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2017 - American Sociological Association Annual Meeting Pages: unavailable || Words: unavailable || 
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1. Lippmann, Stephen. "Recruiting, Matching, and Consolidating: The Expansion of Football Recruiting and its effects on Industry Structure" Paper presented at the annual meeting of the American Sociological Association Annual Meeting, Palais des Congrès de Montréal, Montreal, Canada, Aug 12, 2017 Online <APPLICATION/PDF>. 2019-09-22 <http://citation.allacademic.com/meta/p1254163_index.html>
Publication Type: Conference Paper/Unpublished Manuscript
Review Method: Peer Reviewed
Abstract: College football recruiting is becoming an increasingly competitive pursuit, and some schools spend millions of dollars annually to attract top talent. These trends have led to a more national recruiting market, as resource-rich teams appear more willing to search the nation to fill specific needs or to attract the best overall talent. While existing research has examined the practices of recruiters and team-level outcomes, sociologists of organizations and labor markets have largely ignored this “industry.” However, it seems to mirror the increasing competition for talent in other human-capital intensive industries, like software engineering, university teaching and research, and other professional services. Using comprehensive data from NCAA Football Bowl Subdivision (FBS) team player rosters from 2000-2015, I examine the ways in which teams navigate this increasingly national labor market, and the effects on team performance and industry structure. Results show that teams from resource rich contexts navigate the national high school talent pool, with important implications for the structure and consolidation of the industry in the hands of fewer schools over time.

2006 - International Studies Association Pages: 29 pages || Words: 13544 words || 
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2. Rupp, Eric. and Erickson, Christian. "Prisons, Radical Islam's New Recruiting Ground?: Patterns of recruitment in US, and comparison with the UK, Spain and France" Paper presented at the annual meeting of the International Studies Association, Town & Country Resort and Convention Center, San Diego, California, USA, Mar 22, 2006 <Not Available>. 2019-09-22 <http://citation.allacademic.com/meta/p99381_index.html>
Publication Type: Conference Paper/Unpublished Manuscript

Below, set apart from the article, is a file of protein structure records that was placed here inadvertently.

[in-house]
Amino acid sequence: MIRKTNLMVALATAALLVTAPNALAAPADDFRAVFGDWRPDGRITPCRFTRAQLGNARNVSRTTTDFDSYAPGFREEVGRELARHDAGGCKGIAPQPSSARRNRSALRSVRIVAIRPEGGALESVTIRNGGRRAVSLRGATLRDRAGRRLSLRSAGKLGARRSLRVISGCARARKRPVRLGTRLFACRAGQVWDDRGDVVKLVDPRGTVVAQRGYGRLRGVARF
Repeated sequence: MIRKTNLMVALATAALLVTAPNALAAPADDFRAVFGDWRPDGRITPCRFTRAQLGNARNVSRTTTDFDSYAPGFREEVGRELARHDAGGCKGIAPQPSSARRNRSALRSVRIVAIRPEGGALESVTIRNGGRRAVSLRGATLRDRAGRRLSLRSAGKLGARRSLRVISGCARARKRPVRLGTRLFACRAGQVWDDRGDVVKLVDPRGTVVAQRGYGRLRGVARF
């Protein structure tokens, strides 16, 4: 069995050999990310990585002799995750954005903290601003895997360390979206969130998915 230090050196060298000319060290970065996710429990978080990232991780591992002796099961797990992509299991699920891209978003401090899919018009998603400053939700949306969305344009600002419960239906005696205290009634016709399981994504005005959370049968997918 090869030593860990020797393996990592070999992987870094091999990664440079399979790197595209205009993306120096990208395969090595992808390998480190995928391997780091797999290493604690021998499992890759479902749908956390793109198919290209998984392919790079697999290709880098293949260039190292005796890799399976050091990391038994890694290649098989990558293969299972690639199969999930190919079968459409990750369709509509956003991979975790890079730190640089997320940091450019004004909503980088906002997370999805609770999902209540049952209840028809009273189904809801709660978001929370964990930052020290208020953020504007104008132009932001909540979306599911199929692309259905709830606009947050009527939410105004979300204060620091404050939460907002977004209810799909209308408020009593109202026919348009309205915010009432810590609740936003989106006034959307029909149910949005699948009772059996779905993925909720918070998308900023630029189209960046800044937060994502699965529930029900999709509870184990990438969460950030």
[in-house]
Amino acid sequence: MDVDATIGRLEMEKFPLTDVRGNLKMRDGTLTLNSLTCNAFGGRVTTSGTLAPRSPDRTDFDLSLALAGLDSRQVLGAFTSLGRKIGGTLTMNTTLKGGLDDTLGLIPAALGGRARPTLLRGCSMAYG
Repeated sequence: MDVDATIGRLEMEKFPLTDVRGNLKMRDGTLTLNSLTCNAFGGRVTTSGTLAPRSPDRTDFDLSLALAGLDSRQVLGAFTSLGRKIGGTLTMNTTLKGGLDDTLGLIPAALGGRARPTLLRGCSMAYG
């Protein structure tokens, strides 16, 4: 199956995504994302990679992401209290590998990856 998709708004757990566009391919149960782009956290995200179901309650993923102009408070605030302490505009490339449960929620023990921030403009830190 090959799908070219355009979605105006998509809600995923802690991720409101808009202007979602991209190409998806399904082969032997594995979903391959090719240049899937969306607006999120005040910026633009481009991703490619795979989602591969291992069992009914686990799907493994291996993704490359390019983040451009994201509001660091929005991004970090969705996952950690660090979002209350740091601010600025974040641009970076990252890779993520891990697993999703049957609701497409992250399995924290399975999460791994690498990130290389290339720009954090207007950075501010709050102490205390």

Abstract: Some within academic and public quarters have stated, oftentimes forcefully, that the spread of radical Islam within the correctional facilities of the United States and other states, poses an inherent and immediate threat to the security of these countreis. The goal of this paper is to examine the actual extent of the threat posed by the spread of radical Islam within the prison systems of the United States and other states. In the course of the paper we will attempt to answer the following questions: How do we define the risk? What is its nature? Is it a true threat or merely a perceived one? If an actual threat, what measures can our officials take to identify it and what can they do to mitigate and control it within our prisons? There is no denying that to some extent the threat is real. We seek to examine the true extent of this threat. Those who have investigated the rise and spread of radical Islam within our prisons consistently suggest that threat is grave. The cases of Richard Reid and Jose Padilla, both former inmates who converted to Islam and who later took up the cause of terrorism, are cited as core evidence. An al-Qaeda training manual seized by British authorities in 2003 which directs its operatives, should they be incarcerated, to actively recruit fellow inmates, is also frequently referenced. Beyond these pieces of evidence, however, the proof is limited at best. Instead, it is simply assumed that terror organizations are actively constructing a ?fifth column? composed of former inmates within our borders.To this end, we will attempt to both clinically examine and, if possible, test the threat posed by radical Islam within our prisons in an effort to determine the nature and extent of the threat. We examine a series of case studies looking at individual cases in the United States, and then place recruitment in US prison systems in a cross national comparative framework. At the individual level, we will examine cases of Padilla and Reid. We also examine the cases of other lesser-known individuals (such as Jose Emilio Suarez-Trashorras) who are known to have converted to radical Islam while in prison and who later became involved in terrorist activities. Such examinations are important insofar as they will allow us to partially address the first two questions posed above. At the international level, we will compare the US with the UK, Spain and France, three countries known to have serious problems with Islamic radicalization within their prison systems. An examination of these cases will permit us to address the remaining two questions.In addition to our case studies, we will present our preliminary descriptive and analytic statistics. It must be noted that an absence of accurate statistics is perhaps the single greatest obstacle to properly evaluating and understanding the extent of Islam radicalization within Western prisons, particularly those of the United States. Within the US, for example, prison officials do not formally survey prisoners as to their religious affiliations. Moreover, were such surveys to be conducted, the inmates are not required to respond. Further complicating the situation is the fact that the few informal surveys that have been conducted by corrections officials tend to demonstrated that many inmates simply do not know what denomination of a given religion they practice. This is a significant hurdle. That being said, we compile as thorough an examination of our Muslim prison population as possible by utilizing federal and state data, in order to at least begin to identify trends indicating the extent of conversion and subsequent radicalization of inmates. We are currently in the process of also developing a survey of Muslim prison chaplains designed to shed further light as to the percentage of radicalized Muslim inmates indoctrinated within our correctional facilities. Finally, this paper will conclude with appropriate recommendations, based upon our findings, that we believe would assist policy-makers in thwarting and controlling Islamic radicalization within US prison systems, while respecting prisoners legitimate rights to the exercise of their religious beliefs while incarcerated. These recommendations should be implemented at two levels, namely, prevention and rehabilitation. Preventative measures would entail a more thorough vetting process of the clerics, contractors and volunteers providing Islamic services to inmates. They would entail the implementation of training for corrections officers, allowing them to identify radicalization. Prevention would likewise entail the screening of all Islamic literature disseminated within prisons. Rehabilitation would entail identifying inmates at-risk of being radicalized as well as individuals who have already been radicalized. To this end, it has been suggested by one author that out-reach programs could be successfully implemented. The viability of such programs will be examined.